Marketing Tips for Dentists
Published by Galen Stilson
Direct Response Copywriter/Consultant
Dental Marketing a specialty
Design Elements That Can Help Improve
A few years ago I was hired to help a client launch a new health promotion
The Response To Your Printed Advertising
It was designed to be sold to businesses (and then distributed to their employees). It is a highly competitive field with the primary health promotion benefits being well known and accepted by corporate decision-makers. Those benefits include less absenteeism, higher productivity, and reduced health care costs.
My problem in launching this newsletter was how to make it uniquely and
beneficially different from the competition.
To make a long story short, I came up with the idea of promising businesses
that their employees would be able to read and comprehend everything in the newsletter within 10 minutes or less. The benefits of that
promise are obvious ... employees would not waste lots of
time on the job reading the newsletter (which would reduce
productivity), and, because they would be able to
immediately comprehend the info, they would be more likely to use it
(thus improving their health).
The next problem was, how to design the newsletter to match such a benefit
Surprisingly I found lots of research on the subject. The
result ... we WERE able to design this new newsletter so that virtually everyone
could read and comprehend it within ten minutes (as tested in
focus groups). Then, to give this difference-making
benefit an even higher value perception, I developed a
descriptive name for it (which has since been trademarked
by my client).
I called it the ...
Quick Read ... Fast-Comprehension Design™
Interestingly, those same design elements are just as applicable and
to advertisements as they are to publications. Your ad MUST look easy
to read ... it MUST be easy to read ... and it MUST be immediately comprehendible
and understandable ... if you expect it to succeed.
What are these design elements?
Here are a few that you can immediately apply to your advertisements or
newsletters. I'll have more for you in future issues.
SERIF TYPE ...
There are two reasons why you should always use serif type
instead of sans serif in all body copy. 1--It's
easier to read. 2--It makes the material easier to
comprehend. Research shows that it can boost reading
speed by 7 to 10 words per minute ... plus ... it boosted comprehension
by over 300% in one study. (In one test comprehension went from
12% for a Helvetica sans serif type to 67% for a Roman serif
QUOTES & RECALL ...
Using quotes in headlines, subheads, text and/or call-outs
can increase reader recall by up to 28%. The highest recall in headlines
comes from using a quote along with the name of the person who said
UPPER/lower CASE HEADLINES
All cap headlines cut reading speed by up to 13% and
comprehension by about 30%. So, don't use all cap headlines ...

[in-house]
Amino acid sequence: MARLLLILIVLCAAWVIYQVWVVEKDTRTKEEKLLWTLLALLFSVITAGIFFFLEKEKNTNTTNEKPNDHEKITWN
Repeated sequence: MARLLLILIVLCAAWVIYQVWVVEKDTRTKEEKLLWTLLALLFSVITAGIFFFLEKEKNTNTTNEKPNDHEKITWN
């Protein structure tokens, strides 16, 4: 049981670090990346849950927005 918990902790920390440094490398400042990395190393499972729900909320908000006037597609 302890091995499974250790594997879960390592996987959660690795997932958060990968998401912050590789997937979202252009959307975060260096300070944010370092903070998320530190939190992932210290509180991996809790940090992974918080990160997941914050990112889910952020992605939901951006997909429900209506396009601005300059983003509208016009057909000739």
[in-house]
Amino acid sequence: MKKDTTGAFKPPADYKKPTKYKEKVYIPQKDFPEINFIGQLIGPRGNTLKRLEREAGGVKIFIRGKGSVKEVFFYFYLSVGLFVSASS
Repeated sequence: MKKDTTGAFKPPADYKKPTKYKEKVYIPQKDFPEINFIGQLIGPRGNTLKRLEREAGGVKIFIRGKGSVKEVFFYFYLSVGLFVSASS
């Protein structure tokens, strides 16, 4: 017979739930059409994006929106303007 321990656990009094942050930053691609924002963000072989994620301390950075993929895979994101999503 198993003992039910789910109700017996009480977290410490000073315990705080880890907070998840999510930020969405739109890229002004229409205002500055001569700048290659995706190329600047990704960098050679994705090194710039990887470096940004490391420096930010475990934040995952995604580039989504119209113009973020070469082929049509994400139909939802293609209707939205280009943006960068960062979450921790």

unless it's an extremely short headline.
HEADLINE TYPE STYLES ...
Serif type upper/lower case headlines produce the
highest comprehension at 92%. But for headlines (unlike body copy), sans
serif upper/lower case is right there at the 90% comprehension level. Virtually the same. So, it's okay to use a sans serif headline
... but if you do, be sure to switch back to serif for
the body copy. The worst headline type style is a
cursive in all caps. It comes in at just a 26% comprehension
Long runs of copy printed in reverse (white copy on black background,
for example) cuts reading speed by nearly 15% and comprehension by
at least half. If you do use reverses as an attention-grabbing device (and
they do work), keep the copy short ... and large enough to easily read.
SENTENCE LENGTH ...
Using a variation of sentence lengths makes reading easier.
When averaged out, an 8-word average sentence length produces the highest
readership (92%). The longer the average sentence length, the lower
the readership. Of course, the education level of your audience has a
major bearing on the average number of words with which your reader will be comfortable.
LINE LENGTH ...
The line length for easiest reading is between 20 and 60
characters ... with 42 being about the optimum. A good rule of thumb is to avoid line lengths longer than two alphabets of the type
size and type style you intend to use. Obviously, the
smaller the type size, the shorter the line length
PARAGRAPH LENGTH ...
As with sentence length and line length, varied paragraph
lengths within the text produces the highest readership (try to avoid
paragraphs over seven lines). A series of long paragraphs will reduce
Background tints reduce readership and comprehension. Background
tints of 30% or more reduce readership substantially. The higher
the percentage of tinting (screening), the greater the reduction in both
readership and comprehension.
Readers tend to scan pages and ads (to determine if they
have any interest in the material) in a sideways "U" pattern.
They tend to move from the upper right to upper left to middle left
to lower left and off the page (or ad) on the lower right. If you design
around this tendency, you have a better chance of grabbing the reader's
attention and interest with a key benefit promise.
If you have any questions regarding the above tips, don't hesitate to e-mail me.
Talk to you next issue ...
Copyright 2006 by Galen Stilson. Reproduction without permission is strictly prohibited.